Please, Help Save Trove

For any Australian historian (family, local, or social historian) Trove is the ultimate GO-TO site. It is the National Library of Australia’s site, which is accessed by around 20 million people every year, and contains about six billion (that’s right BILLION) digital items, including news­papers, magazines, photographs, journals, parliamentary papers and more … and it’s all FREE!!

However due to huge funding cuts over a number of years, and the fact that Federal funding for the National Library of Australia’s digital resource ends in June 2023, means that Trove could cease operations, or at least in its current form.

What if there was no Trove?
But to us researchers, a life without Trove is as unthinkable as life without Google.

This is Australia’s primary institution, the one that provides access to not only what the National Library of Australia itself holds, but access to holdings from 900 or so other Australian institutions. This is portal for Australia’s heritage, and yet depite it being used on a globa scale, is being treated as unimportant.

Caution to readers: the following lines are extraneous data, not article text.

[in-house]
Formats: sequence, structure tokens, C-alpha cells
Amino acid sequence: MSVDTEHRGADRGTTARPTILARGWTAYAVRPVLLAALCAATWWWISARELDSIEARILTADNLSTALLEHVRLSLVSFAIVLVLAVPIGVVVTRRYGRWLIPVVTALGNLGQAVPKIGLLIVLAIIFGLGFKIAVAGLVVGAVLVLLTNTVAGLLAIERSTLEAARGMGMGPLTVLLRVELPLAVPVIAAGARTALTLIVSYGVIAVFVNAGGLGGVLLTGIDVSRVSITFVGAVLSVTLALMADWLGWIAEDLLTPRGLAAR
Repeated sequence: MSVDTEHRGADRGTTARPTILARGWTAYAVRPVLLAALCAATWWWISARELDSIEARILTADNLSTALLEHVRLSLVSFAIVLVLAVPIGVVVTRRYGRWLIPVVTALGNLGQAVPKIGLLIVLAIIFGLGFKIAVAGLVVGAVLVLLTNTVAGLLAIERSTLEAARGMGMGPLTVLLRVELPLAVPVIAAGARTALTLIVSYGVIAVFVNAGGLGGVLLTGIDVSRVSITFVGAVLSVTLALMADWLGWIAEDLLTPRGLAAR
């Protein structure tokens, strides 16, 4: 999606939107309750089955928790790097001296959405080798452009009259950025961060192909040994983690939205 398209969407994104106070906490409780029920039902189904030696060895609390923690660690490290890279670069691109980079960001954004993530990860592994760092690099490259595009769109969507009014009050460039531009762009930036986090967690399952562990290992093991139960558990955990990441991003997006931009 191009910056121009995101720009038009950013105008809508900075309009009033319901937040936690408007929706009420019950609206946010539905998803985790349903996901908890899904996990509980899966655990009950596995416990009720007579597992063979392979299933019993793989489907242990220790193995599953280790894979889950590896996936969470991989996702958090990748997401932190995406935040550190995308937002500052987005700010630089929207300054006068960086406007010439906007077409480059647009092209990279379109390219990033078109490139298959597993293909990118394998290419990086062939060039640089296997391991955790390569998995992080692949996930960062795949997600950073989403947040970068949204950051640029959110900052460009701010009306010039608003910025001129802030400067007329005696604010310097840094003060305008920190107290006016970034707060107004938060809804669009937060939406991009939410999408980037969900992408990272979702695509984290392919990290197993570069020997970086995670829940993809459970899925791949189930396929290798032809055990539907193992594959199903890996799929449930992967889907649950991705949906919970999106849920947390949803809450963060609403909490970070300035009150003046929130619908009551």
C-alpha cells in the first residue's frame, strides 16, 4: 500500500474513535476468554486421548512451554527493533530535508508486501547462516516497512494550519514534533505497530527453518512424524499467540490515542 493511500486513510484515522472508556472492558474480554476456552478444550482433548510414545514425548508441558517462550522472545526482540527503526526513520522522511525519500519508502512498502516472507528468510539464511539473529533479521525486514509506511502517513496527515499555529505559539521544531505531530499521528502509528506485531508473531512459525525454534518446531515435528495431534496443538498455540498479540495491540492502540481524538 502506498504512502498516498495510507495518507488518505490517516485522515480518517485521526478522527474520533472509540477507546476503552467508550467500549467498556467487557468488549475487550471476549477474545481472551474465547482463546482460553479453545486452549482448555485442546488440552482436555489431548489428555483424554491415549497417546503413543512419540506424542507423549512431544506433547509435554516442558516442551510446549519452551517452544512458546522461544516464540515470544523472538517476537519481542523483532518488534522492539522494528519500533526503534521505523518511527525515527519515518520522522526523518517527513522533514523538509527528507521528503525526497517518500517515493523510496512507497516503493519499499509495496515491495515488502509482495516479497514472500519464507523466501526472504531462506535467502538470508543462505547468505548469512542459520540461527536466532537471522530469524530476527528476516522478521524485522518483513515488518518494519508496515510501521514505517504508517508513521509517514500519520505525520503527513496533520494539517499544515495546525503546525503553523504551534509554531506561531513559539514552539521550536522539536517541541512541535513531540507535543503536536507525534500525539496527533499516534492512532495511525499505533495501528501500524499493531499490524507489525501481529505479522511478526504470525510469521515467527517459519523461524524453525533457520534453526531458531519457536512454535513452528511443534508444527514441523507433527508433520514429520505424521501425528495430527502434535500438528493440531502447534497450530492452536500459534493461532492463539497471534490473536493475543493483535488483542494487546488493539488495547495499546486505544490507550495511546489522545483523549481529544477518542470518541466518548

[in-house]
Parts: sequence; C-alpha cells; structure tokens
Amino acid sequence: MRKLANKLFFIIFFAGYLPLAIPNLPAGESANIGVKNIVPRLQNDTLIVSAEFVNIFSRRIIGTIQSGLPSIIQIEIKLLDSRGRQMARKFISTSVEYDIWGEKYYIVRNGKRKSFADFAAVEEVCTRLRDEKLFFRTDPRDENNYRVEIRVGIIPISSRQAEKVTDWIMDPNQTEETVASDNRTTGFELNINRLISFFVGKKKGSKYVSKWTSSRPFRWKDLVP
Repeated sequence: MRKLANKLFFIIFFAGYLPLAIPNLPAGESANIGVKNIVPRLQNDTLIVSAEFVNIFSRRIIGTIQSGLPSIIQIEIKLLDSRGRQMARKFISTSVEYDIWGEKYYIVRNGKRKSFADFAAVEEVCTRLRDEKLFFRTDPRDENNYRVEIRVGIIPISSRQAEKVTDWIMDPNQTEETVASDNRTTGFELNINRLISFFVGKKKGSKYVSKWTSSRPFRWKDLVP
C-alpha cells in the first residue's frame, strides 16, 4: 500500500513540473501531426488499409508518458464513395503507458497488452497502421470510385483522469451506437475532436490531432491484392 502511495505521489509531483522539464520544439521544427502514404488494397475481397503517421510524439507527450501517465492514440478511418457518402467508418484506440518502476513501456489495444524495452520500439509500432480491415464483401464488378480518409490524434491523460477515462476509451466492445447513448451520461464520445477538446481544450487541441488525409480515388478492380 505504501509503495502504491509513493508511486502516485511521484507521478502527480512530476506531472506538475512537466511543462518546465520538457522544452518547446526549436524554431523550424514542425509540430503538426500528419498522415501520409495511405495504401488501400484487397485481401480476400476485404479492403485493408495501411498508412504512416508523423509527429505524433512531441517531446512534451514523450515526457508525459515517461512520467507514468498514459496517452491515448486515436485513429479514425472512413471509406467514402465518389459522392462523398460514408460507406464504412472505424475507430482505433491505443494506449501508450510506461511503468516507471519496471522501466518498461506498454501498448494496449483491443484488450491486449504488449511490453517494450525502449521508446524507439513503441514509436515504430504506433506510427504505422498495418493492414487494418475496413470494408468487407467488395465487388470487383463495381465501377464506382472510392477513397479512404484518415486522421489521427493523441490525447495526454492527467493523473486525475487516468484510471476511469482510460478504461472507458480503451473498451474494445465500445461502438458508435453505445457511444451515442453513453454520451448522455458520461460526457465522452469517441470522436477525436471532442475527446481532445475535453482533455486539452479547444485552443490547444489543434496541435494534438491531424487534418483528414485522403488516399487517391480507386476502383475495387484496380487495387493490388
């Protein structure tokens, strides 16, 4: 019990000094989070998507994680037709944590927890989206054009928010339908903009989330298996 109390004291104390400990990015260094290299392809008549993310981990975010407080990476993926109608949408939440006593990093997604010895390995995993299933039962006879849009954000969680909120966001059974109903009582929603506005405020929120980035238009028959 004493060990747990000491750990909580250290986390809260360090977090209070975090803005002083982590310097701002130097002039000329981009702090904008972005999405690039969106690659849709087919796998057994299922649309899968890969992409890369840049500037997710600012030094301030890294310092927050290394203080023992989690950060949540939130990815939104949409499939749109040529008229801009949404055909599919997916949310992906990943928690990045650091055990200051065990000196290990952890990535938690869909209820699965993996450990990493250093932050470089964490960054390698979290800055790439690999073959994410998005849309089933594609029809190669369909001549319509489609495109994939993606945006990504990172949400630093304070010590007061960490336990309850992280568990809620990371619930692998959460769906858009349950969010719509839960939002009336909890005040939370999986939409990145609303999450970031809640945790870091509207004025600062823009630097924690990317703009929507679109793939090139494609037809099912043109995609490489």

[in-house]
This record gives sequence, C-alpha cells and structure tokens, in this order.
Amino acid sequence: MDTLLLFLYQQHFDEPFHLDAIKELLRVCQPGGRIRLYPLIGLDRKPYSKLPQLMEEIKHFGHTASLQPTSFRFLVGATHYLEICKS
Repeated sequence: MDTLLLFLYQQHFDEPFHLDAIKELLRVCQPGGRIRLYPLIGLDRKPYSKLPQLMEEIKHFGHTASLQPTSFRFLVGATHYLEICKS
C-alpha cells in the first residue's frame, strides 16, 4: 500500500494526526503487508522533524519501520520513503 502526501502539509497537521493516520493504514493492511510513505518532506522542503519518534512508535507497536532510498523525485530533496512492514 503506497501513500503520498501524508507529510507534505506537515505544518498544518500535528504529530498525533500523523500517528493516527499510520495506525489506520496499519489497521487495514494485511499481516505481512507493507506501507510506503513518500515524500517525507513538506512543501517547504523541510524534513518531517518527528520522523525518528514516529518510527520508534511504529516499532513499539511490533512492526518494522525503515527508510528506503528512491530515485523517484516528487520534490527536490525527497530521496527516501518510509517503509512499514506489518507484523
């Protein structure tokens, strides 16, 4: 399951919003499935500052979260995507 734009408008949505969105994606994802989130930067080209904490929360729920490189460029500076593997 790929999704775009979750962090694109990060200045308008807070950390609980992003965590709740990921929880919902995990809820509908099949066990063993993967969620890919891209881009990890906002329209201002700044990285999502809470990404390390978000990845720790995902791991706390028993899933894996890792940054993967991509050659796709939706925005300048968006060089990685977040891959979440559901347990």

What can we do?
We have been asked to use our voice (well technically fingers), to sign a petition, and spread the word far and wide. But there is a time limit … the petition date is 22 February 2023. So we don’t have much time.

There was a petition for this topic, but it’s been said that the government only acts on “official” petitions. So another one was started by the same person, and this official petition will be presented to parliament. So if you care about access to Australia’s history, even if you don’t use Trove, please take a few moments to sign the petition.


And if you want to read more about what the organisations are saying, here are links to a number of articles about it:

[banner graphic used with permission from GenealogySA]

The Road to Gumeracha